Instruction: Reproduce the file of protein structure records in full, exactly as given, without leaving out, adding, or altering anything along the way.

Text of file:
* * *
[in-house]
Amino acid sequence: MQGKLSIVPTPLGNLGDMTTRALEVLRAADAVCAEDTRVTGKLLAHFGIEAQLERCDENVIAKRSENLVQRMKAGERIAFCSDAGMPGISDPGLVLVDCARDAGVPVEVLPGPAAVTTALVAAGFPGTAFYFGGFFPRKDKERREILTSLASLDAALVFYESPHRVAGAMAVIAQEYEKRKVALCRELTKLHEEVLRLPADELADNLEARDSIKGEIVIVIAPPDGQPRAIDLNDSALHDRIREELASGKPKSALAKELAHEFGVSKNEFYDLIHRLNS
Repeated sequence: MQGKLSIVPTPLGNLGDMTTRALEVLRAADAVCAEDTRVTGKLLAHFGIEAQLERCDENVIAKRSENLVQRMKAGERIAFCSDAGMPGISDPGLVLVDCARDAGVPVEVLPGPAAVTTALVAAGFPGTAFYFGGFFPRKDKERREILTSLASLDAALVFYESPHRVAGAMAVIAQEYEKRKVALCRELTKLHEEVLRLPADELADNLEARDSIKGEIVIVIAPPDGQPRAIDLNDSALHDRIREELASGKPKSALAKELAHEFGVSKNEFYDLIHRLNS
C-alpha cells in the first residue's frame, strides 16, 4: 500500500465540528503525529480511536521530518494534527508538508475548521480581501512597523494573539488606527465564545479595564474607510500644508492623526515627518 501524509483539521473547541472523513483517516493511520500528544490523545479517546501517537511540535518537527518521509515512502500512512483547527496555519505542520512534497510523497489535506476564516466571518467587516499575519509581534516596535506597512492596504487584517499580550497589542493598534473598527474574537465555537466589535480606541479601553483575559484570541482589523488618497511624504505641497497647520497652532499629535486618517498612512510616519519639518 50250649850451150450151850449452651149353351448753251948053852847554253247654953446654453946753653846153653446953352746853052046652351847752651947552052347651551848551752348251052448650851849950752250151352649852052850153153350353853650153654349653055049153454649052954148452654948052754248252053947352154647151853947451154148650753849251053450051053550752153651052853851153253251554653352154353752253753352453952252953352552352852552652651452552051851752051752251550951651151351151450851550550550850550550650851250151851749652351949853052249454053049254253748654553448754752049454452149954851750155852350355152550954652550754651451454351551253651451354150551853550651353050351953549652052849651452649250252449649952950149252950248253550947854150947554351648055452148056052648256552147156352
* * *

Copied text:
[in-house]
Amino acid sequence: MQGKLSIVPTPLGNLGDMTTRALEVLRAADAVCAEDTRVTGKLLAHFGIEAQLERCDENVIAKRSENLVQRMKAGERIAFCSDAGMPGISDPGLVLVDCARDAGVPVEVLPGPAAVTTALVAAGFPGTAFYFGGFFPRKDKERREILTSLASLDAALVFYESPHRVAGAMAVIAQEYEKRKVALCRELTKLHEEVLRLPADELADNLEARDSIKGEIVIVIAPPDGQPRAIDLNDSALHDRIREELASGKPKSALAKELAHEFGVSKNEFYDLIHRLNS
Repeated sequence: MQGKLSIVPTPLGNLGDMTTRALEVLRAADAVCAEDTRVTGKLLAHFGIEAQLERCDENVIAKRSENLVQRMKAGERIAFCSDAGMPGISDPGLVLVDCARDAGVPVEVLPGPAAVTTALVAAGFPGTAFYFGGFFPRKDKERREILTSLASLDAALVFYESPHRVAGAMAVIAQEYEKRKVALCRELTKLHEEVLRLPADELADNLEARDSIKGEIVIVIAPPDGQPRAIDLNDSALHDRIREELASGKPKSALAKELAHEFGVSKNEFYDLIHRLNS
C-alpha cells in the first residue's frame, strides 16, 4: 500500500465540528503525529480511536521530518494534527508538508475548521480581501512597523494573539488606527465564545479595564474607510500644508492623526515627518 501524509483539521473547541472523513483517516493511520500528544490523545479517546501517537511540535518537527518521509515512502500512512483547527496555519505542520512534497510523497489535506476564516466571518467587516499575519509581534516596535506597512492596504487584517499580550497589542493598534473598527474574537465555537466589535480606541479601553483575559484570541482589523488618497511624504505641497497647520497652532499629535486618517498612512510616519519639518 50250649850451150450151850449452651149353351448753251948053852847554253247654953446654453946753653846153653446953352746853052046652351847752651947552052347651551848551752348251052448650851849950752250151352649852052850153153350353853650153654349653055049153454649052954148452654948052754248252053947352154647151853947451154148650753849251053450051053550752153651052853851153253251554653352154353752253753352453952252953352552352852552652651452552051851752051752251550951651151351151450851550550550850550550650851250151851749652351949853052249454053049254253748654553448754752049454452149954851750155852350355152550954652550754651451454351551253651451354150551853550651353050351953549652052849651452649250252449649952950149252950248253550947854150947554351648055452148056052648256552147156352